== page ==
Analysis of Certain Aspects of a Corn Shipment to South Texas To Meet Obligations to Producers Under the Payment-In-Kind Program

RCED-84-71: Published: Dec 2, 1983. Publicly Released: Dec 9, 1983.

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In response to a congressional request, GAO reviewed certain aspects of a corn shipment to South Texas to meet obligations to producers under the Department of Agriculture's (USDA) Payment-In-Kind (PIK) Program to determine: (1) the difference in the quality of some of the corn between the time it was graded at its point of shipment and the time it was graded at its arrival point and whether the warehouse used was a problem shipper; (2) the USDA rationale for shipping the corn to the warehouse rather than to its eventual destination; (3) whether the USDA position that it was not liable for reimbursing the warehouse for costs incurred in anticipation of receiving the shipment was correct; (4) whether the USDA decision not to have the corn upgraded by the warehouse but to ship the corn to another location was correct; and (5) whether USDA normally fulfills its PIK corn obigations with low-grade corn.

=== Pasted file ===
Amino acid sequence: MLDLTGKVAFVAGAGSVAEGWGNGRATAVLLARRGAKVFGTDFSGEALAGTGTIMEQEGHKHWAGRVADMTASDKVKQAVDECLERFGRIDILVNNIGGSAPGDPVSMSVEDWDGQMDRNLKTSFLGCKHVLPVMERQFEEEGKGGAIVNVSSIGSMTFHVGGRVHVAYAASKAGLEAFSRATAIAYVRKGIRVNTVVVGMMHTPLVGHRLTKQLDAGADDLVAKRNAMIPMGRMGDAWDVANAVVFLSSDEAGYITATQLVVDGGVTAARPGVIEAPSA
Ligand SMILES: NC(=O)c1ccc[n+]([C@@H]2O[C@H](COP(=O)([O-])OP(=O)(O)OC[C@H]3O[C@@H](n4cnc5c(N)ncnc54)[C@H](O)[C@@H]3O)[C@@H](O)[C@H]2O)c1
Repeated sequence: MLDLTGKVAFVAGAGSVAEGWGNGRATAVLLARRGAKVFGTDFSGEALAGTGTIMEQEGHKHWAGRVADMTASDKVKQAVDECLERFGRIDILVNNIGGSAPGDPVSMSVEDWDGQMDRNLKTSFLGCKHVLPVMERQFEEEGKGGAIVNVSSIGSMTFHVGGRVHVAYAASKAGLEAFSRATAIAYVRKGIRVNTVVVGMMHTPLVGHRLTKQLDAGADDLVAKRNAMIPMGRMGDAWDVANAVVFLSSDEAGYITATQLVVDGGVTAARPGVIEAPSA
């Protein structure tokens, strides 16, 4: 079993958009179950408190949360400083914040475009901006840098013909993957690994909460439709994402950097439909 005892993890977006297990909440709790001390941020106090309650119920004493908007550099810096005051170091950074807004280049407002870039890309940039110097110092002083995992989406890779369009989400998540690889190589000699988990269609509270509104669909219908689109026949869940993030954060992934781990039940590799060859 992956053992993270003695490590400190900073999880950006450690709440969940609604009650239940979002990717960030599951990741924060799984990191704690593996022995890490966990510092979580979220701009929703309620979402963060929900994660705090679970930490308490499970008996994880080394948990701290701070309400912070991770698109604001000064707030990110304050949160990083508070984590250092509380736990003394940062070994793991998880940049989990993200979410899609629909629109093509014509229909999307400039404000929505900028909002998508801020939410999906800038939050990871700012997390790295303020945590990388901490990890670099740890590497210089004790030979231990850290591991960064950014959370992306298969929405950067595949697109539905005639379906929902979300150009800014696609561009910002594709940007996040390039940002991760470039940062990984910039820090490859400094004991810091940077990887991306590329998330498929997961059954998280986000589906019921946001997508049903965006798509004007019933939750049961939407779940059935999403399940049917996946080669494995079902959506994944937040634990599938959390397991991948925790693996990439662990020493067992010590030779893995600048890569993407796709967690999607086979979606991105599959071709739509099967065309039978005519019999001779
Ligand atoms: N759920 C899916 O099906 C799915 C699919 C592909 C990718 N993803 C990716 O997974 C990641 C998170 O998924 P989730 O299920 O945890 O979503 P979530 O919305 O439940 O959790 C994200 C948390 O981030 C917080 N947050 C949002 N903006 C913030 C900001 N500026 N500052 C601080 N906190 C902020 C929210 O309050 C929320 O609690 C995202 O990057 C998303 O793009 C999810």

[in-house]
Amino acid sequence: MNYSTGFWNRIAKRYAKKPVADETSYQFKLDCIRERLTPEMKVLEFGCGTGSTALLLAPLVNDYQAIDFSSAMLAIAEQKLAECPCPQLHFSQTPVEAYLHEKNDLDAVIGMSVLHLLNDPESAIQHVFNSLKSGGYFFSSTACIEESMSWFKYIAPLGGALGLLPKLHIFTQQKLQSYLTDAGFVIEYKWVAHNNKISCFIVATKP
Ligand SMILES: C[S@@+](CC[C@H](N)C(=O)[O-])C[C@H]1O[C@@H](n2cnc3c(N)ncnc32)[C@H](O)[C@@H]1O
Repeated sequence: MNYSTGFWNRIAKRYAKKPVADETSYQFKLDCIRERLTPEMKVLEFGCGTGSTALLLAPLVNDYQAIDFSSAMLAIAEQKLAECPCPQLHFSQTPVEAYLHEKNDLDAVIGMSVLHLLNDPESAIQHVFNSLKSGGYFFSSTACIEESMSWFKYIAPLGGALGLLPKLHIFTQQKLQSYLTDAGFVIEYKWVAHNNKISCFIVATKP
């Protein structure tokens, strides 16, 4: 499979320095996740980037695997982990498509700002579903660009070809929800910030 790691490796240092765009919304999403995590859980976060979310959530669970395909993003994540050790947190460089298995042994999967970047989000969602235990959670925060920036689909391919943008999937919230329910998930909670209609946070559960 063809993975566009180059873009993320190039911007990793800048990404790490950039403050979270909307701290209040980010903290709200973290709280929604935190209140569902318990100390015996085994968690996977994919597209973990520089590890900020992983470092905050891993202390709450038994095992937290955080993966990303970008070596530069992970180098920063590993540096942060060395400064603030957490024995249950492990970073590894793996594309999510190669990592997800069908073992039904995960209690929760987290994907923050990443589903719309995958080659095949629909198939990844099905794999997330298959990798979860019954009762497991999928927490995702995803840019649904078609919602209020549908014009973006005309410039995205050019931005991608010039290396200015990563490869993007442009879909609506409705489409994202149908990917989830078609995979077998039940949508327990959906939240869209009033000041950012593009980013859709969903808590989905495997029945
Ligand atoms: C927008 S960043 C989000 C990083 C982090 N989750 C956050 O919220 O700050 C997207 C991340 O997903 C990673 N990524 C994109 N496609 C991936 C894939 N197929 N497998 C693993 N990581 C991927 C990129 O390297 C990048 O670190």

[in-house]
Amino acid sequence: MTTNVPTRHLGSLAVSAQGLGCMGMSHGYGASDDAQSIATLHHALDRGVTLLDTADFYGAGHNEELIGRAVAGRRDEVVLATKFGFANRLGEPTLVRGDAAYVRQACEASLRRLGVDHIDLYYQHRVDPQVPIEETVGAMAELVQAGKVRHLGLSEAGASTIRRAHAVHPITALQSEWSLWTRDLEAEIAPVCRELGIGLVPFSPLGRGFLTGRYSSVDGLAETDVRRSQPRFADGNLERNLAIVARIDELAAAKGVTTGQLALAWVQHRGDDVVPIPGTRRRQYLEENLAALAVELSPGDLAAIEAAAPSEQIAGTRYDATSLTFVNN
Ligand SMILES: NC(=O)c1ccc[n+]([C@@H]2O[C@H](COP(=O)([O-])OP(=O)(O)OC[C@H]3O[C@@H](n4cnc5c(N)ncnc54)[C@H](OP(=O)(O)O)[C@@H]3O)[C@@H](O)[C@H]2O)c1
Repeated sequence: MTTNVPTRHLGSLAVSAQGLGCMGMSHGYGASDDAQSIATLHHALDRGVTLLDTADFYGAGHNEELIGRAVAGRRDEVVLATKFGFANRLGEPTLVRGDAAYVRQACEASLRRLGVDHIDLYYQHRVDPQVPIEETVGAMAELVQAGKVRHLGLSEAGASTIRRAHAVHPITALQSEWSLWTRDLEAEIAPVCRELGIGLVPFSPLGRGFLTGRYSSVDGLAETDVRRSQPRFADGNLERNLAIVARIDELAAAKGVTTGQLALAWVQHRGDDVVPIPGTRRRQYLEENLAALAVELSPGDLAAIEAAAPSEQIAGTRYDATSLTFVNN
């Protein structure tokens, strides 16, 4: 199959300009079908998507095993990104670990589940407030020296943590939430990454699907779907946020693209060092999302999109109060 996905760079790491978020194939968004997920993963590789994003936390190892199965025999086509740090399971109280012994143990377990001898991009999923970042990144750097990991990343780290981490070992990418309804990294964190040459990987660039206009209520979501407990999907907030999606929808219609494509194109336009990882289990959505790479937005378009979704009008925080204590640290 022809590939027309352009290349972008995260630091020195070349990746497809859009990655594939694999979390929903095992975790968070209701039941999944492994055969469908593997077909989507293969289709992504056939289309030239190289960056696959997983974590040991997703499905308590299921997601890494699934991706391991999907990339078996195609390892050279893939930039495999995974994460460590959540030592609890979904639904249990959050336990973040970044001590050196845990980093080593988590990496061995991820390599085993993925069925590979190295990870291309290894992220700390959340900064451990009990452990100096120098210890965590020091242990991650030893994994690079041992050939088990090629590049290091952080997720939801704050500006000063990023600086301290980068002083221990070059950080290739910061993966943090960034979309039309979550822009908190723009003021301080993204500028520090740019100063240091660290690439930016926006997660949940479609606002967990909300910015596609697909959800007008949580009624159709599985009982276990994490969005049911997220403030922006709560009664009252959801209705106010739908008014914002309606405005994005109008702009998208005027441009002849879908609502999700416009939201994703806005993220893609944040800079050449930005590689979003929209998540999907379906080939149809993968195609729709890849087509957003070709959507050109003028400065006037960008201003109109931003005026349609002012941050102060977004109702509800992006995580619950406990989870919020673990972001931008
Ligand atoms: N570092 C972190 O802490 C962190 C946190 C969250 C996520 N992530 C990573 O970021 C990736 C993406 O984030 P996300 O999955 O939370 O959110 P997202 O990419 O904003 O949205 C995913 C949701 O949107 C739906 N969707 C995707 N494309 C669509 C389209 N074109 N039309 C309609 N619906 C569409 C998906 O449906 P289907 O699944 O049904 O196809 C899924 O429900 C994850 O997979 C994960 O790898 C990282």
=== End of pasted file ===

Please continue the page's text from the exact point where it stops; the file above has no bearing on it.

GAO found that it is common for corn to drop one grade when it is shipped. However, it is not common for corn to lose up to three grades in transit, as occurred in some shipments. GAO found that the sampling procedures used were in compliance with USDA requirements. In addition, GAO did not find any evidence to support the allegation that the warehouse at the point of origin was a problem shipper. GAO found that the lower grades were due to broken corn and the presence of foreign material. USDA shipped the corn to the warehouse in question because the producers designated it as the delivery point. Because the warehouse agreed to accept the shipment, USDA was not liable for the costs which the warehouse incurred in anticipation of the shipment. Due to a misunderstanding about the warehouse's price to upgrade the corn, USDA upgraded and shipped the corn to another destination. This saved USDA about $291,000 because it did not have to ship as much corn to that location, unloading charges were less, and the corn was not upgraded at the new destination. USDA does not fulfill its PIK obligations to producers with low-grade corn unless sufficient stocks of quality corn are not available. However, if lower grade corn has to be used, producers receive additional quantities of it to make up for the difference in value.

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